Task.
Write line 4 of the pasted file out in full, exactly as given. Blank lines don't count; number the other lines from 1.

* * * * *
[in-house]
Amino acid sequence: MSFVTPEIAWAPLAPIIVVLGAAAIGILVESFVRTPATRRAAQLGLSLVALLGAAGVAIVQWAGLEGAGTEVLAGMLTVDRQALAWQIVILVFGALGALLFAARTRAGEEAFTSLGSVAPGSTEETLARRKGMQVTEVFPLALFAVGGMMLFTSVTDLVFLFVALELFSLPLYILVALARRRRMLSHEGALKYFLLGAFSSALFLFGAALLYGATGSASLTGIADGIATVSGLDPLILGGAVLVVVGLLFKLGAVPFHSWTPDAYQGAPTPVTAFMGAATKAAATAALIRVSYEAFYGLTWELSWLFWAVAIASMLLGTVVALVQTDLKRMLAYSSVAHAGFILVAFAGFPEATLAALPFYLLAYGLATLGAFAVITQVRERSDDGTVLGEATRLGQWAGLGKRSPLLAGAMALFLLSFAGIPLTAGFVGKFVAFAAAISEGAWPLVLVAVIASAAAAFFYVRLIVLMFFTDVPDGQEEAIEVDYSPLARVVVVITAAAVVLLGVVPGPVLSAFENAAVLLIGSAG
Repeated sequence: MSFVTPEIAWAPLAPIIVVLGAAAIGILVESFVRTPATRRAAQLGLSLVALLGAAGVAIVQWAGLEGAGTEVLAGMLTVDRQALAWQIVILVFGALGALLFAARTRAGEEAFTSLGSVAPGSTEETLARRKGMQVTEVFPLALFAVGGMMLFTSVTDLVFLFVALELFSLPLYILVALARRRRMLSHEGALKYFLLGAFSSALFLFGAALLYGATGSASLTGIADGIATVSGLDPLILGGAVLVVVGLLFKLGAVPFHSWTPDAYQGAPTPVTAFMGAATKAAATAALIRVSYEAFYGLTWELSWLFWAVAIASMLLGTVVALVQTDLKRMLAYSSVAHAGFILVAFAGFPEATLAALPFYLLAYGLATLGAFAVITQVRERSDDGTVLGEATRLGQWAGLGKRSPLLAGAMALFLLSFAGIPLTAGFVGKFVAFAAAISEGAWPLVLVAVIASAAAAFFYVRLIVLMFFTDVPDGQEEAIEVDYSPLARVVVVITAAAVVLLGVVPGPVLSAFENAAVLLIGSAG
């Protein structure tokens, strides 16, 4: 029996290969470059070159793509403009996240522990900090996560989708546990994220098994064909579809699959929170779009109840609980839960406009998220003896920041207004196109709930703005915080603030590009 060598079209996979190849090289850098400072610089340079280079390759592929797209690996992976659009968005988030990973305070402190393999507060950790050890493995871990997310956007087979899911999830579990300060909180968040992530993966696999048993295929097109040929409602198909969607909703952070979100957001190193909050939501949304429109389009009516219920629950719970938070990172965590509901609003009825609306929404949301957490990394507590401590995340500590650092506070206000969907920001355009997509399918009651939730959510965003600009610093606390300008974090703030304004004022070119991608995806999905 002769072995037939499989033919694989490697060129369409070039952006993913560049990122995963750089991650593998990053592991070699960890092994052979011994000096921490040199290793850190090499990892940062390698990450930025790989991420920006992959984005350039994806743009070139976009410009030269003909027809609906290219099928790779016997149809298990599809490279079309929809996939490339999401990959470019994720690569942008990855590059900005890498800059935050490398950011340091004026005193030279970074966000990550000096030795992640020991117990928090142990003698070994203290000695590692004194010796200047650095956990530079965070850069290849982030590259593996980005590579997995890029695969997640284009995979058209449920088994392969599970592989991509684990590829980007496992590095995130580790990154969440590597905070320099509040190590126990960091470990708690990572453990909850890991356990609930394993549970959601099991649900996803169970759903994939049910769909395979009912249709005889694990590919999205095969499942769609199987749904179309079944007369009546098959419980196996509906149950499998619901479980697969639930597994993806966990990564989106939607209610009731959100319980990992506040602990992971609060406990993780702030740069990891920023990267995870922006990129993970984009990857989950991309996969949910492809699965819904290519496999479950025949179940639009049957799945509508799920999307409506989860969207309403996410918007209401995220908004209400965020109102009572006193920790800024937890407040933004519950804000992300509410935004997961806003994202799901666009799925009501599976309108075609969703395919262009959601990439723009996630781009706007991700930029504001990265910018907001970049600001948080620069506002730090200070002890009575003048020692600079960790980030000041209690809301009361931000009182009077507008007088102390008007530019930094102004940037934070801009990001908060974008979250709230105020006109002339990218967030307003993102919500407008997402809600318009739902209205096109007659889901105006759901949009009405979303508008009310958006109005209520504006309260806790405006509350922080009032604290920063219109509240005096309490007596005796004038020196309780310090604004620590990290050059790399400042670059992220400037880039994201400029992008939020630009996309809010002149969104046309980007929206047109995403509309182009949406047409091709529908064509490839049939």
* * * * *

């Protein structure tokens, strides 16, 4: 029996290969470059070159793509403009996240522990900090996560989708546990994220098994064909579809699959929170779009109840609980839960406009998220003896920041207004196109709930703005915080603030590009 060598079209996979190849090289850098400072610089340079280079390759592929797209690996992976659009968005988030990973305070402190393999507060950790050890493995871990997310956007087979899911999830579990300060909180968040992530993966696999048993295929097109040929409602198909969607909703952070979100957001190193909050939501949304429109389009009516219920629950719970938070990172965590509901609003009825609306929404949301957490990394507590401590995340500590650092506070206000969907920001355009997509399918009651939730959510965003600009610093606390300008974090703030304004004022070119991608995806999905 002769072995037939499989033919694989490697060129369409070039952006993913560049990122995963750089991650593998990053592991070699960890092994052979011994000096921490040199290793850190090499990892940062390698990450930025790989991420920006992959984005350039994806743009070139976009410009030269003909027809609906290219099928790779016997149809298990599809490279079309929809996939490339999401990959470019994720690569942008990855590059900005890498800059935050490398950011340091004026005193030279970074966000990550000096030795992640020991117990928090142990003698070994203290000695590692004194010796200047650095956990530079965070850069290849982030590259593996980005590579997995890029695969997640284009995979058209449920088994392969599970592989991509684990590829980007496992590095995130580790990154969440590597905070320099509040190590126990960091470990708690990572453990909850890991356990609930394993549970959601099991649900996803169970759903994939049910769909395979009912249709005889694990590919999205095969499942769609199987749904179309079944007369009546098959419980196996509906149950499998619901479980697969639930597994993806966990990564989106939607209610009731959100319980990992506040602990992971609060406990993780702030740069990891920023990267995870922006990129993970984009990857989950991309996969949910492809699965819904290519496999479950025949179940639009049957799945509508799920999307409506989860969207309403996410918007209401995220908004209400965020109102009572006193920790800024937890407040933004519950804000992300509410935004997961806003994202799901666009799925009501599976309108075609969703395919262009959601990439723009996630781009706007991700930029504001990265910018907001970049600001948080620069506002730090200070002890009575003048020692600079960790980030000041209690809301009361931000009182009077507008007088102390008007530019930094102004940037934070801009990001908060974008979250709230105020006109002339990218967030307003993102919500407008997402809600318009739902209205096109007659889901105006759901949009009405979303508008009310958006109005209520504006309260806790405006509350922080009032604290920063219109509240005096309490007596005796004038020196309780310090604004620590990290050059790399400042670059992220400037880039994201400029992008939020630009996309809010002149969104046309980007929206047109995403509309182009949406047409091709529908064509490839049939």